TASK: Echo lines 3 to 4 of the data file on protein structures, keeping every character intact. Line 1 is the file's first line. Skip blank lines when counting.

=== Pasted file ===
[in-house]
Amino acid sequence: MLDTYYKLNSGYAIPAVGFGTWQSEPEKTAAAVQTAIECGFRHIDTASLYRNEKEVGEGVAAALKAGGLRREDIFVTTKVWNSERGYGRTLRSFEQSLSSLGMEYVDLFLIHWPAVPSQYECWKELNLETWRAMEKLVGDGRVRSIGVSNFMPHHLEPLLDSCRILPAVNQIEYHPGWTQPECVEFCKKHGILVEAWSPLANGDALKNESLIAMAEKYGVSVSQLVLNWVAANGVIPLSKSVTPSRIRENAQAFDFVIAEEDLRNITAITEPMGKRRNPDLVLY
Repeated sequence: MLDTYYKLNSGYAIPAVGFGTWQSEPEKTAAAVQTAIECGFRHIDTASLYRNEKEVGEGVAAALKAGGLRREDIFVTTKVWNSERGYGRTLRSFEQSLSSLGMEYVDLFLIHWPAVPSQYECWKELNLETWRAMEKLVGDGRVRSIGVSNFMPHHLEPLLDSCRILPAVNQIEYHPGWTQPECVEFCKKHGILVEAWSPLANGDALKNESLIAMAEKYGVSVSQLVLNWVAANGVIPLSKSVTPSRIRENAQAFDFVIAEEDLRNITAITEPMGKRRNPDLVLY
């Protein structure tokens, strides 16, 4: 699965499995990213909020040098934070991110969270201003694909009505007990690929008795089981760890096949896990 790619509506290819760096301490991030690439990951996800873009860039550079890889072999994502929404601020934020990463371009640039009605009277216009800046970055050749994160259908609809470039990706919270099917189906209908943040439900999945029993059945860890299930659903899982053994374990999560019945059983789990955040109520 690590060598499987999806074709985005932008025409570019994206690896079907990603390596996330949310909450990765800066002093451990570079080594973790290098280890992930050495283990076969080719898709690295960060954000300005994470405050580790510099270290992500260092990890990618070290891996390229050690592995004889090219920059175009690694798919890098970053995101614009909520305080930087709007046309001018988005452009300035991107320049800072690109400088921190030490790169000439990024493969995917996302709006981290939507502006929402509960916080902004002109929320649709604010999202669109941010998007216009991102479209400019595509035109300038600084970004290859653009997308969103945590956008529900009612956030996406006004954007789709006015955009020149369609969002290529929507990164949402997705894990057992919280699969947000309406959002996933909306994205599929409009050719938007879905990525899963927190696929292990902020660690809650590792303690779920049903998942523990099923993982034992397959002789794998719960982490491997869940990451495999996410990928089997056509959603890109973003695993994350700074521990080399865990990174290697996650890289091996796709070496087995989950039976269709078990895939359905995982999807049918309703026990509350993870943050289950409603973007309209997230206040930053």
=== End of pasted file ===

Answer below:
Repeated sequence: MLDTYYKLNSGYAIPAVGFGTWQSEPEKTAAAVQTAIECGFRHIDTASLYRNEKEVGEGVAAALKAGGLRREDIFVTTKVWNSERGYGRTLRSFEQSLSSLGMEYVDLFLIHWPAVPSQYECWKELNLETWRAMEKLVGDGRVRSIGVSNFMPHHLEPLLDSCRILPAVNQIEYHPGWTQPECVEFCKKHGILVEAWSPLANGDALKNESLIAMAEKYGVSVSQLVLNWVAANGVIPLSKSVTPSRIRENAQAFDFVIAEEDLRNITAITEPMGKRRNPDLVLY
């Protein structure tokens, strides 16, 4: 699965499995990213909020040098934070991110969270201003694909009505007990690929008795089981760890096949896990 790619509506290819760096301490991030690439990951996800873009860039550079890889072999994502929404601020934020990463371009640039009605009277216009800046970055050749994160259908609809470039990706919270099917189906209908943040439900999945029993059945860890299930659903899982053994374990999560019945059983789990955040109520 690590060598499987999806074709985005932008025409570019994206690896079907990603390596996330949310909450990765800066002093451990570079080594973790290098280890992930050495283990076969080719898709690295960060954000300005994470405050580790510099270290992500260092990890990618070290891996390229050690592995004889090219920059175009690694798919890098970053995101614009909520305080930087709007046309001018988005452009300035991107320049800072690109400088921190030490790169000439990024493969995917996302709006981290939507502006929402509960916080902004002109929320649709604010999202669109941010998007216009991102479209400019595509035109300038600084970004290859653009997308969103945590956008529900009612956030996406006004954007789709006015955009020149369609969002290529929507990164949402997705894990057992919280699969947000309406959002996933909306994205599929409009050719938007879905990525899963927190696929292990902020660690809650590792303690779920049903998942523990099923993982034992397959002789794998719960982490491997869940990451495999996410990928089997056509959603890109973003695993994350700074521990080399865990990174290697996650890289091996796709070496087995989950039976269709078990895939359905995982999807049918309703026990509350993870943050289950409603973007309209997230206040930053």